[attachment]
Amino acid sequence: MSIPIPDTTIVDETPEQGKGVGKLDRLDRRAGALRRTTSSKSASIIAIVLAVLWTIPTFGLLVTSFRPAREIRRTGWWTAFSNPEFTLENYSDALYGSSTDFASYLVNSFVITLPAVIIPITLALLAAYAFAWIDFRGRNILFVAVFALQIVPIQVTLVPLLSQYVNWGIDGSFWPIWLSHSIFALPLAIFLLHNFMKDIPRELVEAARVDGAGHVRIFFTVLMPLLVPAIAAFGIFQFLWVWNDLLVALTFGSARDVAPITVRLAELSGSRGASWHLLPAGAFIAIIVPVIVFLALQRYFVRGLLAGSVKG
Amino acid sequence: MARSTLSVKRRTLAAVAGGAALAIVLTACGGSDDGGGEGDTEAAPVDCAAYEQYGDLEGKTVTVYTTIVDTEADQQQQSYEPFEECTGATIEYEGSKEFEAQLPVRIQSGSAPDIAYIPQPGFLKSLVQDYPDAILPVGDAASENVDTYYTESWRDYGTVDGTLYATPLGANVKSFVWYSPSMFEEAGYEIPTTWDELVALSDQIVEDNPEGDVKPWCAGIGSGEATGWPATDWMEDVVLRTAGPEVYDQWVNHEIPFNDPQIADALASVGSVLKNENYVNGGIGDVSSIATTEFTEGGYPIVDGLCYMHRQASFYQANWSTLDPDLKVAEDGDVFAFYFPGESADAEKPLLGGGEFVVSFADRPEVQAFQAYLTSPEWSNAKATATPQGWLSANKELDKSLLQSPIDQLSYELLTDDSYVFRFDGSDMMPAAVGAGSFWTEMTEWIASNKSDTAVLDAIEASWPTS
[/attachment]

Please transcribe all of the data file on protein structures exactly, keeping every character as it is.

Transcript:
Amino acid sequence: MSIPIPDTTIVDETPEQGKGVGKLDRLDRRAGALRRTTSSKSASIIAIVLAVLWTIPTFGLLVTSFRPAREIRRTGWWTAFSNPEFTLENYSDALYGSSTDFASYLVNSFVITLPAVIIPITLALLAAYAFAWIDFRGRNILFVAVFALQIVPIQVTLVPLLSQYVNWGIDGSFWPIWLSHSIFALPLAIFLLHNFMKDIPRELVEAARVDGAGHVRIFFTVLMPLLVPAIAAFGIFQFLWVWNDLLVALTFGSARDVAPITVRLAELSGSRGASWHLLPAGAFIAIIVPVIVFLALQRYFVRGLLAGSVKG
Amino acid sequence: MARSTLSVKRRTLAAVAGGAALAIVLTACGGSDDGGGEGDTEAAPVDCAAYEQYGDLEGKTVTVYTTIVDTEADQQQQSYEPFEECTGATIEYEGSKEFEAQLPVRIQSGSAPDIAYIPQPGFLKSLVQDYPDAILPVGDAASENVDTYYTESWRDYGTVDGTLYATPLGANVKSFVWYSPSMFEEAGYEIPTTWDELVALSDQIVEDNPEGDVKPWCAGIGSGEATGWPATDWMEDVVLRTAGPEVYDQWVNHEIPFNDPQIADALASVGSVLKNENYVNGGIGDVSSIATTEFTEGGYPIVDGLCYMHRQASFYQANWSTLDPDLKVAEDGDVFAFYFPGESADAEKPLLGGGEFVVSFADRPEVQAFQAYLTSPEWSNAKATATPQGWLSANKELDKSLLQSPIDQLSYELLTDDSYVFRFDGSDMMPAAVGAGSFWTEMTEWIASNKSDTAVLDAIEASWPTS